In observance of Memorial Day (Monday, May 25), we are featuring digital humanities resources that explore the experiences of the men and women who served in the United States Armed Forces.

James Smith and Kathryn Smith joined us for this week's Book Drop. James Smith is an SC Humanities Board Member and the Special Assistant to the President at the University of South Carolina. Kathryn Smith is an author and a member of the SC Humanities Speakers Bureau .
Book Drop with James Smith
My Memorial Day book recommendation is  “Hell from the Heavens ”  by John Wukovits , the true story account of the USS Laffey and her crew fighting the greatest Kamikaze attack of WWII. The courage displayed by the crew fighting off 22 Kamikazes over 80 minutes on the morning of April 16, 1945 reflects the highest ideals of service that made our Nation and is emblematic of why we remember their sacrifice on Memorial Day. My Grandfather, then LT. Paul B. Smith and Laffey plank-owner, was the head Gunnery Officer that fateful day, receiving the Silver Star for his valor. Whenever asked, he always credited the Skipper, Captain Julian Becton, and the crew for the ship’s survival that day. The USS Laffey became forever known as “The Ship That Would Not Die,” and you can still visit her today and walk in the steps of heroes at Patriot’s Point in Charleston, SC.
James Smith
Major, Infantry
SC Army National Guard

Special Assistant to the President
University of South Carolina
Book Drop with Kathryn Smith
The role of women in war, especially during World War II, has been increasingly brought to the forefront in the past decade. My contribution to this is " Gertie: The Fabulous Life of Gertrude Sanford Legendre, Heiress, Explorer, Socialite Spy ," the biography of an Aiken native and long-time resident of Berkeley County, who worked for the Office of Strategic Services, the OSS. Gertie was not a field agent, but had extensive knowledge about OSS field operations garnered as head of the cable desk in London. During an unauthorized trip to the Western front, she and three companions were ambushed and captured by Nazi soldiers and she spent six months as a POW, escaping in March 1945. During repeated interrogations, she never revealed her secrets. During the coronavirus lockdown, I made a series of short videos using some of Gertie's survival tactics to help us weather the difficulties, from appreciating toilet paper to wearing red lipstick . A dozen of these are on YouTube.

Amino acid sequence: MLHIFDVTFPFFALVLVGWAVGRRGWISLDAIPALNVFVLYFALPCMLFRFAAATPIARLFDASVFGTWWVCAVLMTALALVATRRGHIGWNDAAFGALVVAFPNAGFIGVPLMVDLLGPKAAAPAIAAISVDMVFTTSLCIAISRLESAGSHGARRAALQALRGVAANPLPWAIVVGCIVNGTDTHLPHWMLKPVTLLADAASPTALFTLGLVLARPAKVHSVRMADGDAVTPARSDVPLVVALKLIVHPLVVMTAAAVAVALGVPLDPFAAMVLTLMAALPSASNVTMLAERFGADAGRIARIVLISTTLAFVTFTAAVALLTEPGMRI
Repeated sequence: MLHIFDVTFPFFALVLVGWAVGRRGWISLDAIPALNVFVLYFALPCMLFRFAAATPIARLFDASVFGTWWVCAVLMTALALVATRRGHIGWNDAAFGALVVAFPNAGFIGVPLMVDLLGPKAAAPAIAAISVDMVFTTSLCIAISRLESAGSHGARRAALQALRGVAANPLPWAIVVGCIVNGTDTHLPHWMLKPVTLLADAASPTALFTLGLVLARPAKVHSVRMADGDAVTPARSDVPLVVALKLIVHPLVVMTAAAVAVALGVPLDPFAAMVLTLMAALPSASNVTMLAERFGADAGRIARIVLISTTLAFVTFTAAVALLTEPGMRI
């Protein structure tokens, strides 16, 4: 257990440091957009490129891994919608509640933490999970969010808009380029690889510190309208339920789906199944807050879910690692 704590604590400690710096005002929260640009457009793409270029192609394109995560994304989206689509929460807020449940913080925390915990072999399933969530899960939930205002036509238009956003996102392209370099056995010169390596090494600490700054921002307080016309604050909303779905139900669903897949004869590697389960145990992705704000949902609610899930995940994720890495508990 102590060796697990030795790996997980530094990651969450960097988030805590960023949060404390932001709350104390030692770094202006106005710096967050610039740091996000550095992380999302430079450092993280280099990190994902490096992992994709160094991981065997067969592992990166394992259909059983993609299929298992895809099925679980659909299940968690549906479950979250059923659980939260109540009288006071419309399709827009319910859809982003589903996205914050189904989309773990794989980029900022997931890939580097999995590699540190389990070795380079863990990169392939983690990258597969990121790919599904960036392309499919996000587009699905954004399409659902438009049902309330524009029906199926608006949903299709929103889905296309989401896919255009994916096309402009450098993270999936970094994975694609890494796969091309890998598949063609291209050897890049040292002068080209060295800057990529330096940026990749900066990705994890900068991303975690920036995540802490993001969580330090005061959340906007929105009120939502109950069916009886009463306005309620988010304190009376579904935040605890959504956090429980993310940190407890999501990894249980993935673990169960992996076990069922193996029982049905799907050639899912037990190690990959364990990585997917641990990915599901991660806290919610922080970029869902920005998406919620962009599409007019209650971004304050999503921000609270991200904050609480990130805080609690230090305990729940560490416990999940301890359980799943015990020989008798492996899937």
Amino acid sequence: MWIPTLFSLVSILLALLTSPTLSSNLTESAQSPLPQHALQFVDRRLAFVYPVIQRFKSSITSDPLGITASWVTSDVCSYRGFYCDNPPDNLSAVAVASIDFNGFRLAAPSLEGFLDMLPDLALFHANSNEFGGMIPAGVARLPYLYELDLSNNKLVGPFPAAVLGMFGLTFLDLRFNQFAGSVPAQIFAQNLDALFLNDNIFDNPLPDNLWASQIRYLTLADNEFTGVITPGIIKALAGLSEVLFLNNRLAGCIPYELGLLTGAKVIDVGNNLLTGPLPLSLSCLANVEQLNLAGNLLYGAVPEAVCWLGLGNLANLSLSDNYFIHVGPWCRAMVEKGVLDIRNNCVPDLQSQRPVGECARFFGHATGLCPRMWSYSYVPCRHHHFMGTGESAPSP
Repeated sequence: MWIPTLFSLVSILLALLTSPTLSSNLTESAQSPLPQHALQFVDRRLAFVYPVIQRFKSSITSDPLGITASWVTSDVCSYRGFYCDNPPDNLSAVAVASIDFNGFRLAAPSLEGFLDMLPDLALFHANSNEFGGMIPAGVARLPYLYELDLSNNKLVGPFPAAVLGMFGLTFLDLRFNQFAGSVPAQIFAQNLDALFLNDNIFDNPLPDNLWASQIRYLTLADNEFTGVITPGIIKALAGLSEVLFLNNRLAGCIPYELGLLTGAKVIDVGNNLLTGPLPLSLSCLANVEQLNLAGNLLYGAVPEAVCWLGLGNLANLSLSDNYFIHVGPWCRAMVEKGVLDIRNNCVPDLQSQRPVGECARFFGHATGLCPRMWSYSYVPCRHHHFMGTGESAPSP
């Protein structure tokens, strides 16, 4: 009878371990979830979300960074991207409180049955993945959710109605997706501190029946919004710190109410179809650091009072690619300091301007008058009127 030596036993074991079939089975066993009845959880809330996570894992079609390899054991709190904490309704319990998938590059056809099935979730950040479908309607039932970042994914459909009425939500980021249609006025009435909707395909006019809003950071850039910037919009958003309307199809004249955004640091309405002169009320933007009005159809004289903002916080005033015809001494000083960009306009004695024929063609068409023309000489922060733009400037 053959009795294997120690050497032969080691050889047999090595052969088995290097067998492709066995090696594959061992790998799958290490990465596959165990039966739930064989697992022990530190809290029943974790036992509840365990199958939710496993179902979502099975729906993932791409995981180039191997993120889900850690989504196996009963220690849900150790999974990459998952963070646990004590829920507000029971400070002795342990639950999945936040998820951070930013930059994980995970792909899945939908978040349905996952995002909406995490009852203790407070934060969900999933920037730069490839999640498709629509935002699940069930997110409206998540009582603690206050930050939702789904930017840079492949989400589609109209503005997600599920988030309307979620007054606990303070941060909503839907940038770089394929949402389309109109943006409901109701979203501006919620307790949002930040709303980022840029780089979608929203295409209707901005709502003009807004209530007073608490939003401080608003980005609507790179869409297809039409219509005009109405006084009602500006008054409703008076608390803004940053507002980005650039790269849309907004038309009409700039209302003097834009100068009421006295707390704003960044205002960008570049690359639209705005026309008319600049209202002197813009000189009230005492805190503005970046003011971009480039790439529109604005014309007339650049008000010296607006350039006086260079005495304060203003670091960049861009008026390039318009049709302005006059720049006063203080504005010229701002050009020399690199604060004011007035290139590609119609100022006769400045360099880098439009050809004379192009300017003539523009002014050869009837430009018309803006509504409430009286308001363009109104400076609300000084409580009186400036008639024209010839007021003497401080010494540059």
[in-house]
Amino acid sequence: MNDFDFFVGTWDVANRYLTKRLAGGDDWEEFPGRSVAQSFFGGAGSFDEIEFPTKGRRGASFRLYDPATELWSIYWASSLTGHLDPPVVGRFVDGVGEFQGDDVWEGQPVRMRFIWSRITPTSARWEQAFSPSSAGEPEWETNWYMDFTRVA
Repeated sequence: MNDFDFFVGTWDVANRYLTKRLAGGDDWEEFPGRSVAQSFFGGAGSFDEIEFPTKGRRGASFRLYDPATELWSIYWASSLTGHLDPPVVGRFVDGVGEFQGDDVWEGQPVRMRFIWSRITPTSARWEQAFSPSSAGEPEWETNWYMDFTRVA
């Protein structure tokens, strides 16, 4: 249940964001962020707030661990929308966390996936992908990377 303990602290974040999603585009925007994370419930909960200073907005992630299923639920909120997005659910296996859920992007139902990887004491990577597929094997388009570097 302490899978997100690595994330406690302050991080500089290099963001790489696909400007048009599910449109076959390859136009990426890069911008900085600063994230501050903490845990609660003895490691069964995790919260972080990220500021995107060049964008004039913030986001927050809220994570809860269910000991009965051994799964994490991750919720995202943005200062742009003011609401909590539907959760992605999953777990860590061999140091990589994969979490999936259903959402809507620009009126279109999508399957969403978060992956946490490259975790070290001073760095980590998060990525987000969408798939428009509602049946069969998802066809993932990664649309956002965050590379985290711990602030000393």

Another book about women in war that I highly recommend is Liza Mundy's " Code Girls: The Untold Story of the American Women Code Breakers of World War II ," which makes extensive mention of the role of Winthrop College graduates in military intelligence code breaking. Mundy also wrote a Young Readers edition of the book for children ages 8-12.

Finally, there is Lynne Olson's " Madame Fourcade's Secret War ," about the French woman who led her country's largest resistance spy network. This is a hair-raising account of a woman who never quailed from her quest to defeat Hitler. It's better than any fictional spy thriller.

Kathryn Smith
Author and SC Humanities Speaker